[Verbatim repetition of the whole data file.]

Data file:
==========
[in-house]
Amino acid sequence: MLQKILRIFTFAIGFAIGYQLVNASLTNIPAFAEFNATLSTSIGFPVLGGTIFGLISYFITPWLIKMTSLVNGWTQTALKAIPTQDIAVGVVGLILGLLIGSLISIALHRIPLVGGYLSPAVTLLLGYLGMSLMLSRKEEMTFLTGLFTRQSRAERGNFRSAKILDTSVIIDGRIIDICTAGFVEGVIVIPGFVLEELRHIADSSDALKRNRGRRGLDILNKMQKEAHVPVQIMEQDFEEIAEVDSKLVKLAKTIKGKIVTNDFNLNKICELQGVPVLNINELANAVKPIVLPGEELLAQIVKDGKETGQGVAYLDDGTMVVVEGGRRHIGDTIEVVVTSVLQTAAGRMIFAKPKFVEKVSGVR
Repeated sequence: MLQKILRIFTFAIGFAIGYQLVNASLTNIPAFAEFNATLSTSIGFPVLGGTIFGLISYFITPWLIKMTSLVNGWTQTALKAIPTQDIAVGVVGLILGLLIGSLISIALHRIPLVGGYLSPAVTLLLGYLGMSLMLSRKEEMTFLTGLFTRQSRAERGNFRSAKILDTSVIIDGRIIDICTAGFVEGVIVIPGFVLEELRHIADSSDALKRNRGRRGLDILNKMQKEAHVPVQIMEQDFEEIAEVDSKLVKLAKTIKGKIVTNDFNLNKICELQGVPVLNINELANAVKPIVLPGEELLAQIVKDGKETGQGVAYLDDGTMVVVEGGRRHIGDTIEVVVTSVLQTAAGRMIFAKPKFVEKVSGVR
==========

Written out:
[in-house]
Amino acid sequence: MLQKILRIFTFAIGFAIGYQLVNASLTNIPAFAEFNATLSTSIGFPVLGGTIFGLISYFITPWLIKMTSLVNGWTQTALKAIPTQDIAVGVVGLILGLLIGSLISIALHRIPLVGGYLSPAVTLLLGYLGMSLMLSRKEEMTFLTGLFTRQSRAERGNFRSAKILDTSVIIDGRIIDICTAGFVEGVIVIPGFVLEELRHIADSSDALKRNRGRRGLDILNKMQKEAHVPVQIMEQDFEEIAEVDSKLVKLAKTIKGKIVTNDFNLNKICELQGVPVLNINELANAVKPIVLPGEELLAQIVKDGKETGQGVAYLDDGTMVVVEGGRRHIGDTIEVVVTSVLQTAAGRMIFAKPKFVEKVSGVR
Repeated sequence: MLQKILRIFTFAIGFAIGYQLVNASLTNIPAFAEFNATLSTSIGFPVLGGTIFGLISYFITPWLIKMTSLVNGWTQTALKAIPTQDIAVGVVGLILGLLIGSLISIALHRIPLVGGYLSPAVTLLLGYLGMSLMLSRKEEMTFLTGLFTRQSRAERGNFRSAKILDTSVIIDGRIIDICTAGFVEGVIVIPGFVLEELRHIADSSDALKRNRGRRGLDILNKMQKEAHVPVQIMEQDFEEIAEVDSKLVKLAKTIKGKIVTNDFNLNKICELQGVPVLNINELANAVKPIVLPGEELLAQIVKDGKETGQGVAYLDDGTMVVVEGGRRHIGDTIEVVVTSVLQTAAGRMIFAKPKFVEKVSGVR